One of my favorite memories from studying abroad was the time that I snuck into a private beach for the Egyptian military. It was the middle of July and it was ridiculously hot in Alexandria. Luckily the city enjoys the cool breeze from the Mediterranean, however the humidity and congestion of the city make you feel like a walking puddle in a polo.
The public beaches in Alexandria are plentiful, yet they are very crowded and not the cleanest places. So one of my program chaperones wanted to take us to a more secluded beach in the Montaza Gardens and Palace. This place is stunning with lush gardens, a royal palace and hotel directly east of central Alexandria. The public beach there was crowded, and with a group of American students in a crowded beach, we garnered a lot of attention. So our chaperone had a friend who was in the military and had access to one of the private beaches in the gardens. This beach was strictly reserved for the military and their families. Our chaperone and his friend had to distract a security guard to check the few guests that he was allowed and then sneak the rest of us through a fence. Nobody noticed the additional Americans at the beach, however luckily there were enough locals for us to pass as other people’s guests.
The scenery at this beach was everything we wanted. Open space, privacy, and cleaner that most public beaches. This was our first beach day in our program and one of the few that we were able to have. In the picture above you can see part of the beach looking west along the Alexandrian coastline stretching for miles rimmed with endless apartment buildings. It was quite the luxury to go to the beach and enjoy clean waters, sands, and do some language study in the sun at an uncrowded beach.
Oh boy. You’re a returnee. You’ve just gotten home from abroad. Now, you’re responsible for validating your existence and entire experience in a 30-second-or-less recap where you attempt to explain a roller coaster of emotions, a sense of self-actualization, loneliness, elation, and tangible experiences. Good. Luck.
If you’re anything like me, you’ve learned the greatest deflecting tactic on the planet:
Acquaintance A: “How was your trip?”
Me: “It was amazing!!!”
For most people, that interaction will suffice. They’ve engaged you to a surface-level point where they’ve shown enough interest to maintain your relationship, but still remain depth-free, and while you’re stricken with guilt knowing you’re telling a minuscule portion of your experience, you are more than happy to avoid talking about your trip’s pit falls and focus on the amazing parts. Win-win.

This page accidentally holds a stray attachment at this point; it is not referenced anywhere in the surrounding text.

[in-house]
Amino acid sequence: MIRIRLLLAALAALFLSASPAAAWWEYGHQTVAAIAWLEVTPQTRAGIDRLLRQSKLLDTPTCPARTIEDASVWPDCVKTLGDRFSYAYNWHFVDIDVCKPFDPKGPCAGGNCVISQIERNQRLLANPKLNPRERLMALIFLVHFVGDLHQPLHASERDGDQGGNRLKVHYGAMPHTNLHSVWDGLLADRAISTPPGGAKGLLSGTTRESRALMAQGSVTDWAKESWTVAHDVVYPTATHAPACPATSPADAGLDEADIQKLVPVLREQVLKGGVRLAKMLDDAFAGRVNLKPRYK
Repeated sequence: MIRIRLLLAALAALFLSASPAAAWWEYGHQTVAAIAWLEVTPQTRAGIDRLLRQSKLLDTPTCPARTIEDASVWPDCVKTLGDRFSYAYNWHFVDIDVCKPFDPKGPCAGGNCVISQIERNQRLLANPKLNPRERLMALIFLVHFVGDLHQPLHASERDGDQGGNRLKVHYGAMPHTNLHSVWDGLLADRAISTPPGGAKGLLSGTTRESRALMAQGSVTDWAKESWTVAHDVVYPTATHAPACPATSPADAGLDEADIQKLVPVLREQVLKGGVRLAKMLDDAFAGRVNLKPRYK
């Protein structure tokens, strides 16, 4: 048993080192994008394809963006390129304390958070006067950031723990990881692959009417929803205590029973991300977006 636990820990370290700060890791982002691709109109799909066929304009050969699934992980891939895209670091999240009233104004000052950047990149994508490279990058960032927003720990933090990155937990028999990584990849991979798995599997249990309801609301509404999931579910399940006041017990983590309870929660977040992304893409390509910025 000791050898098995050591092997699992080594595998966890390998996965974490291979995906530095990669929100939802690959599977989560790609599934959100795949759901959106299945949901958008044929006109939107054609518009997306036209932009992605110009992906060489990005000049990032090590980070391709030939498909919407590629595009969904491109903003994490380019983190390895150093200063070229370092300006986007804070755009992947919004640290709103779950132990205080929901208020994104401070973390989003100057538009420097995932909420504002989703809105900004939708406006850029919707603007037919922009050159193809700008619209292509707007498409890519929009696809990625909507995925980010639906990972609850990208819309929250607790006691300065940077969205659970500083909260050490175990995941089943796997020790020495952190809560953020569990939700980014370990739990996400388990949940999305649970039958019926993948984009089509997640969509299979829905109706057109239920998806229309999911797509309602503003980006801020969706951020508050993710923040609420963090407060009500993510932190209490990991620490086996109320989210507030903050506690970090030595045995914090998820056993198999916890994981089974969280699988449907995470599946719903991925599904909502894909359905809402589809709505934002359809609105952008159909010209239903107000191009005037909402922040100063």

Acquaintance A: “What made it so amazing? What did you do? Were there any difficult parts? ”
Once the second probe happens, you buckle down. They’re really interested. You’re not getting away scot free. Winter is coming.
You have to understand, I’m extroverted and still hate this part. I like to think of myself as articulate, but have an extremely difficult time encapsulating the holistic nature of a trip abroad. The peaks feed into the troughs, which then feed into the peaks, in an endless cycle that still affects me well after my return.
For example, during my study abroad program, I directly enrolled in the University of Salamanca, meaning I set up my own classes, lived with a host-family, and didn’t have an immediate support group of Americans I saw every day. I loved the freedom of this lifestyle, where I didn’t have to answer to anyone but myself, but simultaneously was driven crazy by the amount of time I spent alone. Working through the loneliness, on the flip side, remains a great point of pride for me, as I found my own inner strength and moral compass, but doesn’t take away from the fact that I was really lonely at times. In short, my experience was a double-edged sword, which was not always easy to explain. Returnee-ism reared its ugly head.
So, here’s my advice for dealing with returnee-ism:
First, accept the fact that these interactions are going to happen, and are going to happen whenever you come home from an exciting place. I just got home from attending two of my best friend’s wedding in Japan a month ago, and I dealt with the exact same questions I faced coming home from Spain.
Second, if the trip didn’t have a frustrating aspect, then you’re either remembering incorrectly or lying to yourself. Overall, my trip to Japan was one of the best of my life, but that doesn’t mean there weren’t low points. The longer you live somewhere, the more this is magnified. Even if you can’t explain the complete nature of a trip to someone else, be as truthful as possible. Gilding or demonizing your trips can discount what you learned from them.
Third, debrief. I went to Israel during December of 2014 and had an interesting experience, but one that was really frustrating as well. I wrote a blog on it, which really helped me put my trip in perspective. I’m in the process of writing one for Japan, and always travel with a journal. Find whatever mechanism is best for you to debrief, it’ll do you a lot of good.
Finally, internalize everything, and go out again. Each time I’ve traveled after my study abroad experience, either domestically or internationally, I applied what I learned before and gained new skills to boot.